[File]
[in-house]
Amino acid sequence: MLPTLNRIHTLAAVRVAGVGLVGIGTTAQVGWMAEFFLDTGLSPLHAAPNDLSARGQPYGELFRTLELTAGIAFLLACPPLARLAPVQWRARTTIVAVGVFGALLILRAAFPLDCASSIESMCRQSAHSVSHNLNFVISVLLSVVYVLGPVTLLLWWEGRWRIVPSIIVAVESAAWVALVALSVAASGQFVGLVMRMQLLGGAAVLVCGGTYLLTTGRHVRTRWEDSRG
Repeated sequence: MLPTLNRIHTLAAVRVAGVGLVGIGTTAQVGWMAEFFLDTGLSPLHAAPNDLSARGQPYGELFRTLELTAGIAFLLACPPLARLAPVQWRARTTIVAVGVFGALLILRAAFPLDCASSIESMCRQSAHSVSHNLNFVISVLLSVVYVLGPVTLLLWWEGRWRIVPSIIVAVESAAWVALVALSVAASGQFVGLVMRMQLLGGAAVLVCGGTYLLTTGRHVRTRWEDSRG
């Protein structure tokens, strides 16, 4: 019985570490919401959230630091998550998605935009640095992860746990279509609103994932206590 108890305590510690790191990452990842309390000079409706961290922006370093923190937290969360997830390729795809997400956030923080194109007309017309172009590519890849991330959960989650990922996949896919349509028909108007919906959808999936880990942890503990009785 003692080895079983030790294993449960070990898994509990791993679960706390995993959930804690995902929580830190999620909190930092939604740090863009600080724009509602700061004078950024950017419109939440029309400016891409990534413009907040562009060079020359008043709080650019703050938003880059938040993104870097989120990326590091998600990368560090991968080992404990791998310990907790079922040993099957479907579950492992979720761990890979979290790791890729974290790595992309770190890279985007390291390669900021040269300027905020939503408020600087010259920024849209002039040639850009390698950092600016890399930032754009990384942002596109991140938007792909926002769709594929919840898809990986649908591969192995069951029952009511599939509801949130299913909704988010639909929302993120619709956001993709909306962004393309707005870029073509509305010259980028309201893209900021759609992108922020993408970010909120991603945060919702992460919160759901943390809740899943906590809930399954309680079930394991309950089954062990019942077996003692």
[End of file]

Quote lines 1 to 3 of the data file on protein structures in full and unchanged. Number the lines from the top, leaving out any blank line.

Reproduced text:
[in-house]
Amino acid sequence: MLPTLNRIHTLAAVRVAGVGLVGIGTTAQVGWMAEFFLDTGLSPLHAAPNDLSARGQPYGELFRTLELTAGIAFLLACPPLARLAPVQWRARTTIVAVGVFGALLILRAAFPLDCASSIESMCRQSAHSVSHNLNFVISVLLSVVYVLGPVTLLLWWEGRWRIVPSIIVAVESAAWVALVALSVAASGQFVGLVMRMQLLGGAAVLVCGGTYLLTTGRHVRTRWEDSRG
Repeated sequence: MLPTLNRIHTLAAVRVAGVGLVGIGTTAQVGWMAEFFLDTGLSPLHAAPNDLSARGQPYGELFRTLELTAGIAFLLACPPLARLAPVQWRARTTIVAVGVFGALLILRAAFPLDCASSIESMCRQSAHSVSHNLNFVISVLLSVVYVLGPVTLLLWWEGRWRIVPSIIVAVESAAWVALVALSVAASGQFVGLVMRMQLLGGAAVLVCGGTYLLTTGRHVRTRWEDSRG